Digital pollution: definition and solutions

Digital pollution: definition and solutions

Posted by Benjamin Hermitte, on Wednesday 10 January 2024

Like all human activities, digital technology has an impact on the environment. Whether it’s the manufacture of hardware or the use and storage of data, digital technology pollutes.

And the figures are worrying. According to a study published in January 2022 by ADEME and the French Communications Regulatory Authority (Arcep), 10% of France’s annual electricity consumption comes from digital services and 2.5% of France’s carbon footprint is linked to digital (equivalent to the circulation of 13 million cars). 21% of digital pollution is generated using digital devices (smartphones, computers, tablets, etc.) and 78% by the manufacturing of these devices.

The problem is that, unlike a beach full of rubbish, digital pollution is invisible. It is therefore difficult to realise the impact of sending an e-mail or a video conference on the environment. Here is a brief overview of what digital pollution is, and how to reduce it.

What is digital pollution?

Digital pollution is generated by the manufacture and use of new technologies. It has many consequences:

– Greenhouse gas emissions, which are responsible for global warming.

– chemical contamination.

– erosion of biodiversity caused in particular by the extraction of minerals.

– depletion of resources.

– over-consumption of water and electricity.

– production of electronic waste.

Digital pollution is most significant in the production of IT equipment. For example, to manufacture a laptop, dozens of metals are needed from countries all over the world, and their extraction requires a lot of (fossil) energy, water, and resources. And the larger the equipment, the greater the environmental impact.

Another major source of pollution is servers or data centres. To send an e-mail, watch a video online or take part in a video conference, your device connects to servers located all over the world, which consume huge amounts of energy to operate and cool. This causes electricity consumption to skyrocket.

Finally, the recycling of IT equipment is another problem, as many households keep their unused or faulty electronic devices instead of recycling them. The concern is that they contain resources (cobalt, copper, etc.) that could be used to make new electronic devices or other products.

How to reduce  digital pollution

How can we reduce our digital footprint when we work and communicate almost exclusively digitally?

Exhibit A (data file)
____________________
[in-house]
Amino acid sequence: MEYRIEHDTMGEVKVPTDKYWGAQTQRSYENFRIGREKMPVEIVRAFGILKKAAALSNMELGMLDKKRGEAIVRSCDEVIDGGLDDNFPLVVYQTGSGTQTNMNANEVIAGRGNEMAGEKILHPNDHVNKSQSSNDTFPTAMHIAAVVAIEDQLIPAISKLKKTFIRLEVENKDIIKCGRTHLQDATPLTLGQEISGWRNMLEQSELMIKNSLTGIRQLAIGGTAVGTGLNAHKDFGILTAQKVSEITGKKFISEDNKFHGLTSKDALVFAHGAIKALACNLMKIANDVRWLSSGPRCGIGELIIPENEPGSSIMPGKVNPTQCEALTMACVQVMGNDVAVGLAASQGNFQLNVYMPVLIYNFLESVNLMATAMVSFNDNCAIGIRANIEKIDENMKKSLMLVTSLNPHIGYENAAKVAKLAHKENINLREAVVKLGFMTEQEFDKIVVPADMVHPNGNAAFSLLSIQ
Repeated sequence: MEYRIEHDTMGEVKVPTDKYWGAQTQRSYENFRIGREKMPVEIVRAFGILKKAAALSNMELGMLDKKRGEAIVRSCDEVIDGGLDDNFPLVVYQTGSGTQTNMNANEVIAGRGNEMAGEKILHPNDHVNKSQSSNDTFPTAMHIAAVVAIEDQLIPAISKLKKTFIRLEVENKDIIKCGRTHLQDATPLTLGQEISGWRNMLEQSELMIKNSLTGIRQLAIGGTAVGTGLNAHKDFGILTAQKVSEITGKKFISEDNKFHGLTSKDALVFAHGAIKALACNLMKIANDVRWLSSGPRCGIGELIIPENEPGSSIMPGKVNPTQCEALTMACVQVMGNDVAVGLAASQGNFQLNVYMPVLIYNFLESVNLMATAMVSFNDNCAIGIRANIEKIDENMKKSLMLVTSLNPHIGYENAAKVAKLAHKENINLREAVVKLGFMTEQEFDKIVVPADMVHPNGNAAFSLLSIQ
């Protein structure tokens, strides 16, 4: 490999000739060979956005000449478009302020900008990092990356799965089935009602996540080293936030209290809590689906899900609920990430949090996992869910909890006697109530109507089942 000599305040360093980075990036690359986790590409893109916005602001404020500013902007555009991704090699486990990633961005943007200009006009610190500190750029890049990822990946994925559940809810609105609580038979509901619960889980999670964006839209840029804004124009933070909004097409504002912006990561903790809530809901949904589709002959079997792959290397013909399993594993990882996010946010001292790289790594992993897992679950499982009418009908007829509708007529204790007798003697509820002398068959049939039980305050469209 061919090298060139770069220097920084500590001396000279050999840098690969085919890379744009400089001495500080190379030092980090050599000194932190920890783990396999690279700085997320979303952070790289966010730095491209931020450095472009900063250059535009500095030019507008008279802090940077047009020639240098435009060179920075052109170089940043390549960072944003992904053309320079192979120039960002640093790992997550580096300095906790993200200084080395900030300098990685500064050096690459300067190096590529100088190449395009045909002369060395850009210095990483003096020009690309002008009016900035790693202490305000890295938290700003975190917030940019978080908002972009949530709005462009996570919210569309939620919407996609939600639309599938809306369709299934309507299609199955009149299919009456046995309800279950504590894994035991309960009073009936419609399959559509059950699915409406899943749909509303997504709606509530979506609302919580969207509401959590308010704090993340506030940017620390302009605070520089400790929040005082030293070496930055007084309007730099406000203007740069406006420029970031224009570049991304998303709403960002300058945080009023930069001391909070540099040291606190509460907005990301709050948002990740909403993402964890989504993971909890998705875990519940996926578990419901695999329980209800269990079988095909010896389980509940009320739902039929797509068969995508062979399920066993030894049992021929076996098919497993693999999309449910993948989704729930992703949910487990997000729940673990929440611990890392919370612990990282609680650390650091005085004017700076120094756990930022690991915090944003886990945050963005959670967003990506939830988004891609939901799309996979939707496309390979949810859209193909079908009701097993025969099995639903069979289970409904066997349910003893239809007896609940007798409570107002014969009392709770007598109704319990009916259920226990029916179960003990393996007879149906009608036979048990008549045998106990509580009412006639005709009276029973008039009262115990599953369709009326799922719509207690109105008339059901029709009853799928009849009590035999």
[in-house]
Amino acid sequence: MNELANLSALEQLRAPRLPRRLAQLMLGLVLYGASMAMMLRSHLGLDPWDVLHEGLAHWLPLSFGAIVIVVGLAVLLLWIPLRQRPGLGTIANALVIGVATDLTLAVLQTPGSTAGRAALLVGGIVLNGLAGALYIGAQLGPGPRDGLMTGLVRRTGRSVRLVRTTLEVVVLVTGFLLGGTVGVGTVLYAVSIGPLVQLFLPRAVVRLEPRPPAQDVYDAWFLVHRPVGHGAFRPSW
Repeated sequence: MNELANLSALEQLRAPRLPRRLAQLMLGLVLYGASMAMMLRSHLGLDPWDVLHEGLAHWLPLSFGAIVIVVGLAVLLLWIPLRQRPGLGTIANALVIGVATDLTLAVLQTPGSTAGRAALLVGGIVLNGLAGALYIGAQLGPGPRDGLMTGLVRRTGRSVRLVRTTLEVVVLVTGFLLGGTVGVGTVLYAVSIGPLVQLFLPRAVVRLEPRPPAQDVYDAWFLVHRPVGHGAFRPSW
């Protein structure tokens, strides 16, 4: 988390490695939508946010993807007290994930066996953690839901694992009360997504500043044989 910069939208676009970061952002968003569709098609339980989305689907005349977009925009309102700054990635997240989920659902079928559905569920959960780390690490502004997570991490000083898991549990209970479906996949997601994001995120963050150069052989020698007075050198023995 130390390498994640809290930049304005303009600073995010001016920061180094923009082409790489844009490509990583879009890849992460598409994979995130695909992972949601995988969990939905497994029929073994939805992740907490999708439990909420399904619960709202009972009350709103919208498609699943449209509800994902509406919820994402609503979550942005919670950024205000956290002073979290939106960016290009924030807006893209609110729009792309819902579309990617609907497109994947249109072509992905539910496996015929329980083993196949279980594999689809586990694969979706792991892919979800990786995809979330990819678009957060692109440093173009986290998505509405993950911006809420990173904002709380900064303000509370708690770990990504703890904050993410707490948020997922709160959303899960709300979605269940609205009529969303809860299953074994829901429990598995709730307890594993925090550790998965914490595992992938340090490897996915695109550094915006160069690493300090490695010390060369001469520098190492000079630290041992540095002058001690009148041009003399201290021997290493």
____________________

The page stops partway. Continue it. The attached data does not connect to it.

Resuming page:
Here are some good practices to reduce your digital pollution in your company.

1. Reduce and sort your emails

Did you know that sending and storing e-mails is a major source of pollution? One single e-mail represents 4g of CO2, and if you add an attachment, this figure can reach 50g of CO2. When you know that nearly 1.4 billion emails are sent per day in France, you can understand the urgency of reducing the number of emails sent.

Here are some good ways to reduce the digital pollution caused by your e-mails.

– Avoid sending unnecessary e-mails to say “thank you” or “have a nice weekend” to your colleagues. Only send essential emails.

– Use the phone instead and call your colleague to give them an instruction rather than writing a long email.

– Avoid copying the whole department or company on your emails. Target only the relevant recipients.

– Only send attachments when really necessary and keep them as small as possible. Use links to a storage space.

– Clean up your mailbox. Sort through your emails, taking care to delete unnecessary emails and spam.

– Unsubscribe from newsletters that do not interest you.

2. Consume differently

As we have seen, connected objects and electronic devices consume energy and pollute. So, to reduce your company’s digital pollution, avoid acquiring all sorts of connected objects that are not useful.

Don’t give in to the urge to buy new computers every three years and change your smartphone every year. If your IT devices work, keep them. Maintain them regularly to make sure they keep performing. If you still want to get rid of them, don’t throw them away but give them a second life by donating them to a charity or selling them.

If your equipment breaks down or is broken, have it repaired.

And if you have no choice but to buy, go for second-hand equipment and opt for reconditioned equipment (less expensive and less polluting) and/or equipment with the lowest possible energy consumption.

Finally, remember to switch off your computers and Wi-Fi box every evening when you leave, as these devices also consume energy when they are on standby. According to Ademe, a Wi-Fi box that is switched on 24 hours a day can consume more than 200 kWh per year, which is as much as a washing machine.

3. Change your habits

Finally, to reduce the digital pollution of your organisation, you need to change the practices and habits of your employees. Here are some examples.

– Store the data or files you use on a daily basis on your computer or on an external hard drive rather than on the cloud to avoid going back and forth to the servers.

– Bookmark websites you use regularly to avoid using a search engine every time, or leaving multiple tabs open all the time.

– Download videos instead of streaming them. According to Greenpeace, streaming video accounts for 60% of internet data flows, which is equivalent to about 1% of global CO2 emissions.

– Type the address of a website directly into the browser when you know it and use greener search engines than Google such as Ecosia or Lilo.

Follow these tips to fight digital pollution and reduce the environmental impact of your business.

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